Alabama Power’s Bonnie George is an unsung hero feeding others with food and love

Alabama Power’s Bonnie George is an unsung hero feeding others with food and love
Bonnie George devotes her time at work and away from work helping others. (contributed)

Bonnie George is a hero in her workplace, in her community and across borders.

George, a customer service representative (CSR) in Alabama Power’s Pell City Office, has worked for the company for 15 years.

“We help our customers, the people that live in the community,” George said. “I like talking to people. I like knowing that I’m helping them. You really have that personal relationship with your customers if you put that effort in to get to know who they are.”

Bonnie George is an Alabama Power unsung hero with a heart of gold from Alabama NewsCenter on Vimeo.

Pell City CSR Naji Ridley said, “Bonnie is a loving person. She is caring. The way she walks, the way she talks, the way she carries herself and addresses others just shows love.”

Bonnie George and her family join members of her church each month to feed and pray with homeless people in downtown Birmingham. (contributed)

Helping others

Since October 2018, George, her husband, Gary, and their six children have delivered 100 meals to the homeless in Linn Park in downtown Birmingham every month.

“We sit and talk and pray with them,” she said. “We let our children talk with them. Our kids bring toys and books and play with them, and it gives them a time of normalcy that is lacking in so many of their days.”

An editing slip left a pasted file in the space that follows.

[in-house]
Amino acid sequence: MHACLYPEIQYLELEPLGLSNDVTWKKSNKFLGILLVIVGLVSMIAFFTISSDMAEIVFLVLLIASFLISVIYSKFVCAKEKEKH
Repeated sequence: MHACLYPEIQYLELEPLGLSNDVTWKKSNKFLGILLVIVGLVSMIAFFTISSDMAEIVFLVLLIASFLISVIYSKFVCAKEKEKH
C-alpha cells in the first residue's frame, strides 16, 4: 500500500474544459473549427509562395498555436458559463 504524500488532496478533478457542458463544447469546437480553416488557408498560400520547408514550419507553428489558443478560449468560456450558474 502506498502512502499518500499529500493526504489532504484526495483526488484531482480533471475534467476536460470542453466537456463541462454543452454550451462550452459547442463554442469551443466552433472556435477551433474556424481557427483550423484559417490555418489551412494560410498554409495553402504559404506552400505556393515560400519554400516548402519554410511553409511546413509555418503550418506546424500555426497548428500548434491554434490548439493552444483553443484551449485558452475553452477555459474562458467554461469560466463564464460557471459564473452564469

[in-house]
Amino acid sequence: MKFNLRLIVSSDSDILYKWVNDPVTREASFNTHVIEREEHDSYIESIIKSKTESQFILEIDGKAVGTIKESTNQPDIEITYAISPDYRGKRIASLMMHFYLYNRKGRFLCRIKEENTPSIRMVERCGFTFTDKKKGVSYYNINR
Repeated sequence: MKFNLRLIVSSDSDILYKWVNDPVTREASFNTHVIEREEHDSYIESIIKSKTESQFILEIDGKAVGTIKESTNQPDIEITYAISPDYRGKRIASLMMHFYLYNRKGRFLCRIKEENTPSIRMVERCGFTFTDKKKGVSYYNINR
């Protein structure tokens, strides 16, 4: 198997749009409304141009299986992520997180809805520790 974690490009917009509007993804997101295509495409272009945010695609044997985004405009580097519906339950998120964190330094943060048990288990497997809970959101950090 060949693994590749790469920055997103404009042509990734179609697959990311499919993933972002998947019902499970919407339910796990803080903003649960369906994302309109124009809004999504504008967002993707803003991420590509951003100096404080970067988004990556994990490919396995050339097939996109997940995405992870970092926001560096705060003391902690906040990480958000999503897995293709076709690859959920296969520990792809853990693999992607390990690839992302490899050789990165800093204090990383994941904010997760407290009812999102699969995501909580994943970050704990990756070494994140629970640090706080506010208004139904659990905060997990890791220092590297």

George’s foreign missions journey started eight years ago when she began leading high school students in her church. Partnering with organizations such as King’s Castle, George and her husband organized foreign mission trips for their church youth group.

George said, “We started conversations with our pastors about how we are leading our students into foreign missions, with some of them never knowing what it meant to serve our neighbor.”

On their first mission trip, George and her husband took a group of 20 students to Nicaragua.

“I really didn’t know what to expect,” she said. “It was my first time going into a country doing missions and I didn’t know the language, but as soon as we got there, my husband said, ‘I feel like we’ve come home.’”

In 2018, George’s church partnered with Mission of Hope to bring a group of students to Haiti.

“We went and played games, we did a lot of sports, for half a day,” she said. “Then they had a message. … At the end of the program, it was lunchtime, so we got to feed them, and that was incredible.”

The night before they were scheduled to leave Haiti, rioting broke out in Port-au-Prince, 30 minutes from where they were staying. George said, “We were safe, but we couldn’t get to the airport. We ended up having to stay three extra days.

“There are so few opportunities in our life for us to step out in our faith in a way that others truly see. … When we have the chance to put our faith into action, that’s when we’re truly living it,” she said.

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